Understand the Signs of Anxiety and Depression

Each year, millions of Americans face the reality of living with a mental health condition. However, mental illness affects everyone directly or indirectly through family, friends, or coworkers. Despite mental illnesses’ reach and prevalence, stigma, and misunderstanding are also, unfortunately, widespread.

According to the World Health Organization, anxiety disorders are the most common mental illness in the U.S., affecting more than 40 million adults (18.1% of the population) every year.

Here is some information that may help to identify signs of anxiety or depression. When individuals struggle to cope with stressful situations, depression and anxiety become more noticeable.

Many people look to define stress as either good or bad, when in reality it’s neither. Stress can present itself after being fired from a job, going through a divorce, or losing a loved one. Even getting married, transitioning to a new job, or having a baby can cause stress. Stress is an event we view as out of our control and typically occurs outside our daily routines.


The most common anxiety disorders include excessive fear or anxiety of the following:

Specific phobias

  • Animals—spider, cats, dogs
  • Natural environment—heights, storms, water
  • Blood-injection injury—needles, invasive medical procedures
  • Locations—airplanes, elevators, enclosed places

Social anxiety disorder—being around other people

Generalized anxiety disorder—worry about many things

It’s common for those struggling with anxiety disorders to also struggle with depression or vice versa. Close to 10% of the world’s population suffers from anxiety and depression. However, while anxiety and depressive disorders are highly treatable, only a small percent of affected individuals receive treatment.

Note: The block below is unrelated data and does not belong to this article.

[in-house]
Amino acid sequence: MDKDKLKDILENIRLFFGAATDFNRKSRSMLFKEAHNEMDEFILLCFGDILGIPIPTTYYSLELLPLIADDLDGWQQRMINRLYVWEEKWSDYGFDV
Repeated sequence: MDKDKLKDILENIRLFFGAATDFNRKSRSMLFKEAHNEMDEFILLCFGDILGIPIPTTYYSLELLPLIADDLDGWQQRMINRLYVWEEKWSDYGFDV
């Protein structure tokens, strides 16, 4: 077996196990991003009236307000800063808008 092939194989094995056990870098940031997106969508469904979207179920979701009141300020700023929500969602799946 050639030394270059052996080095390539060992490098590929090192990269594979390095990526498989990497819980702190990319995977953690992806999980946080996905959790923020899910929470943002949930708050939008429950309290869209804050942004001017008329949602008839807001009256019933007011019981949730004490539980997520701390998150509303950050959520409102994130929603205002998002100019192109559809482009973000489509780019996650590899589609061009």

An early warning sign for anxiety and/or depression occurs when someone begins avoiding things they once enjoyed. Other warning signs for anxiety include:

  • Shakiness
  • Increased heart rate
  • Tightness in the chest and/or rapid breathing
  • Racing thoughts

 Meanwhile, warning signs for depression include:

  • Isolating oneself
  • Frequently thinking negative thoughts
  • Reoccurring feelings of sadness


Advanced signs of generalized anxiety disorder include:

  • Excessive worry occurring more days than not for at least six months
  • Distress or impairment in social, occupational or other important areas of functioning
  • Feeling restless
  • Fatigue or frequently feeling tired
  • Difficulty concentrating
  • Irritability
  • Muscle tension
  • Sleep disturbances (difficulty falling or staying asleep)

Advanced signs of a major depressive disorder include:

  • Feeling down or depressed most of the day, nearly every day
  • Diminished interest in activities you once enjoyed
  • Significant changes in your weight (increased or decreased)
  • Difficulty with sleep (insomnia or hypersomnia)
  • Fatigue or frequently feeling tired
  • Difficulty concentrating
  • Recurrent thoughts of death over at least a two-week period
  • Impairment in social, occupational or other important areas of functioning

It’s best to talk to a professional health care provider when you find it difficult to function in your daily life, no longer participate in activities you once enjoyed, or find it difficult to get out of bed.

It’s important for people to address their mental health in order to live a life that’s fulfilling. Acknowledging and treating your mental health helps create resilience. It also teaches you to cope better so when a similar situation occurs, you are equipped to handle it.


Bingham Healthcare Mental Health Counselors are here. If you or a loved one are struggling with any of the signs described in this article and require the services of a mental health counselor, please call (208) 785-3800 to schedule an appointment or visit our Mental Health and Counseling page. Our mental health specialists see patients in Blackfoot, Idaho Falls, and Pocatello.

Content source: MayoClinicHealthSystem.org

Our content is reviewed regularly and is updated when new and relevant evidence is made available. This information is neither intended nor implied to be a substitute for professional medical advice. Always seek the advice of your physician or other qualified health provider prior to starting any new treatment or with questions regarding a medical condition.

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